Sen. Cote will not seek re-election

Sen. Cote will not seek re-election

WOONSOCKET – State Sen. Marc Cote, a veteran Democrat serving District 24 in North Smithfield and Woonsocket, announced this week he will not seek re-election for another term and will retire from public office at the end of his current term on 
Jan. 1.

Cote, who represents the Woonsocket neighborhoods of Bernon, Globe, Fairmount, the North End and city center, and the North Smithfield neighborhoods north of Great Road and east of Route 146, said he plans to focus on his 39-year career in real estate. He works as a commercial real estate broker associate for Boucher Real Estate.

“It’s been an honor to serve in the Senate for the past 24 years. It’s something I’ve really enjoyed,” he told The Valley Breeze.

Cote was first elected to the Rhode Island Senate in November of 1994, when he defeated Republican candidate Roger Nault to claim the seat previously held by Democratic Sen. Peter Bouchard. Cote’s first run as an independent candidate against Bouchard in 1992 was unsuccessful; however, the large numbers of independent candidates across the state in that election cycle, he said, indicated public sentiment following the credit union crisis.

As a state senator, Cote was known for his pro-business legislation, including a bill reducing the tax burden on Woonsocket businesses by allowing tangible property taxes to be prorated on a monthly basis rather than assessed for a full year. In 2014, he was named a “Friend of Small Business” by the Rhode Island chapter of the National Federation of Independent Business for his work during the 2013 and 2014 legislative sessions.

He was also known as an advocate for government reform and in 1999 received Operation Clean Government’s Golden Broom Award for his efforts to promote “honest, responsible and responsive government” in Rhode Island. During his time as senator, he successfully advocated for the adoption of an online bill tracking system that could be accessed by members of the public. He also supported unsuccessful legislation to introduce voter initiative ballot measures to Rhode Island.

“We worked on the legislation to try to make it as responsible as possible while at the same time not impeding people’s ability to bring issues forward,” he said.

In Woonsocket, Cote supported the establishment of Beacon Charter High School for the Arts, helped secure funding for the construction of the Woonsocket Middle Schools and was active in efforts to keep Landmark Medical Center operating in northern Rhode Island. He also advocated for continued state support of World War II Veterans Memorial Park until the completion of upgrades and repairs.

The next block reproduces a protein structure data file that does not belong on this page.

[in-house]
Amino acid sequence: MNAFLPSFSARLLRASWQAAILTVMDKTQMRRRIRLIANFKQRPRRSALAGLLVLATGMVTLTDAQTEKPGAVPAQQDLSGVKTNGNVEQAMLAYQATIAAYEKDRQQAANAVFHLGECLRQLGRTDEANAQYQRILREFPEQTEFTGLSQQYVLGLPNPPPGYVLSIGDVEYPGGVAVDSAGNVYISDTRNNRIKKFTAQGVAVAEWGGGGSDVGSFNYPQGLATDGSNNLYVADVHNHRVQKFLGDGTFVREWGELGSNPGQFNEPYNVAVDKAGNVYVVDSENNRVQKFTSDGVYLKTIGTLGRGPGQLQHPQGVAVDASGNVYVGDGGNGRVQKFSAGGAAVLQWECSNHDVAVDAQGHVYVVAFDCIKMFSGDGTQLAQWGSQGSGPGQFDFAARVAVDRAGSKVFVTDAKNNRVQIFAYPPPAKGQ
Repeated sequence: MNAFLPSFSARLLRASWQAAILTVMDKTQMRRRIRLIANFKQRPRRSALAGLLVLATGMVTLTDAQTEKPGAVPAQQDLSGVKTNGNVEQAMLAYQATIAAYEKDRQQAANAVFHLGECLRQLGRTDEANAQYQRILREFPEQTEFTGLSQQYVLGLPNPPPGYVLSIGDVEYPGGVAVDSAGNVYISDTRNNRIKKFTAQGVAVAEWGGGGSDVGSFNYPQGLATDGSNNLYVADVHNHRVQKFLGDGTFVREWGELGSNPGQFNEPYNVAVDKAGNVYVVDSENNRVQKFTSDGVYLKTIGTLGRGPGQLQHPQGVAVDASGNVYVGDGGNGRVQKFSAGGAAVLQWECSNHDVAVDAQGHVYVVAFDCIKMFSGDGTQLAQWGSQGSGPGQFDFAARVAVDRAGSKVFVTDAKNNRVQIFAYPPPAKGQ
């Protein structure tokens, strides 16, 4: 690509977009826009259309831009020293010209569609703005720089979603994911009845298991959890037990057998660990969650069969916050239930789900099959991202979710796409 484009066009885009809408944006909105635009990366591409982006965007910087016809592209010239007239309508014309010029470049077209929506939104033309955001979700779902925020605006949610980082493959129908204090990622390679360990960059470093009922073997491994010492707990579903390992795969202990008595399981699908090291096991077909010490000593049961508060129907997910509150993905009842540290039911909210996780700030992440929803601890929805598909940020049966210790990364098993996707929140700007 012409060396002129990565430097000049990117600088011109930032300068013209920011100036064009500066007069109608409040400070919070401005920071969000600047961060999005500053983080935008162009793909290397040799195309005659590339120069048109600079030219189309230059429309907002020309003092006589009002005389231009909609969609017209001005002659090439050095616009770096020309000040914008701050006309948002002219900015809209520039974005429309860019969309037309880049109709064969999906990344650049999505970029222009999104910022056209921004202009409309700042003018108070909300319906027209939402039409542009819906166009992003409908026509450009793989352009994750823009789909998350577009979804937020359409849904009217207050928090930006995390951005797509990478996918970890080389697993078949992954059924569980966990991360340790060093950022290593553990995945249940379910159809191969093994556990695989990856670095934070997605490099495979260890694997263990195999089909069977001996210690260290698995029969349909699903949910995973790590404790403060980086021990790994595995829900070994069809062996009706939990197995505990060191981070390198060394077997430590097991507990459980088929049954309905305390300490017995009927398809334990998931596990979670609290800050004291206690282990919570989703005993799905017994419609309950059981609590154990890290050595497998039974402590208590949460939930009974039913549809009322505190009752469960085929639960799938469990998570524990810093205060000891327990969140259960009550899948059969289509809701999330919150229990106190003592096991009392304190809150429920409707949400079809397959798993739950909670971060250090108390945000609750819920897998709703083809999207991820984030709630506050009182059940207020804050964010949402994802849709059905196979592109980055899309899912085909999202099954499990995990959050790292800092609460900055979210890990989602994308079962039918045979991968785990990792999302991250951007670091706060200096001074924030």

Cote’s greatest challenge for his Senate seat came in 2002, when former State Rep. Stella Brien challenged him in the Democratic primary. That election cycle, the Rhode Island House of Representatives was downsized from 100 to 75 members, leading to an influx in candidates running for Senate.

“I walked the district quite a bit that year,” he recalled.

Cote said his wife, Suzanne, has been supportive throughout his legislative career and agreed it was the right time to transition away from public service.

“You can’t devote the time to something like this without the support of your spouse,” he said. “We both came to the realization together that this was the year.”

The couple recently learned they are expectant grandparents. Their daughter, Monique, is married and works for a medical consulting firm in Portland, Maine, and their son, Justin, works for Fidelity Investments in the Dallas/Fort Worth area.

Cote said that while he has been honored to represent the North Smithfield and Woonsocket communities, he looks forward to devoting himself to his real estate career.

“I would just like to make my life a little less complicated,” he said. “Having the opportunity to be in public service has been frustrating at times and gratifying at other times. It’s time to move on.”

Comments

Senator Cote for your years of honest and dedicated service for Woonsocket and Rhode Island.

Another one of those "public servants" who like Supplemental Taxes. Must be getting some pretty good benefits on the way out paid for by taxpayers who aren't as well off as him!

Nelson,
You are wrong. Senator Cote joined the lawsuit (i.e. he was a Plaintiff) that challenged the Supplemental Tax that was levied in Woonsocket.

Pretty sure he said yes to it at the State House, which is all that matters. The law suit failed miserably after the fact. Good riddance.

Under your watch quarter of a decade, Woonsocket has turned into what it is today. You should have been voted out LONG AGO!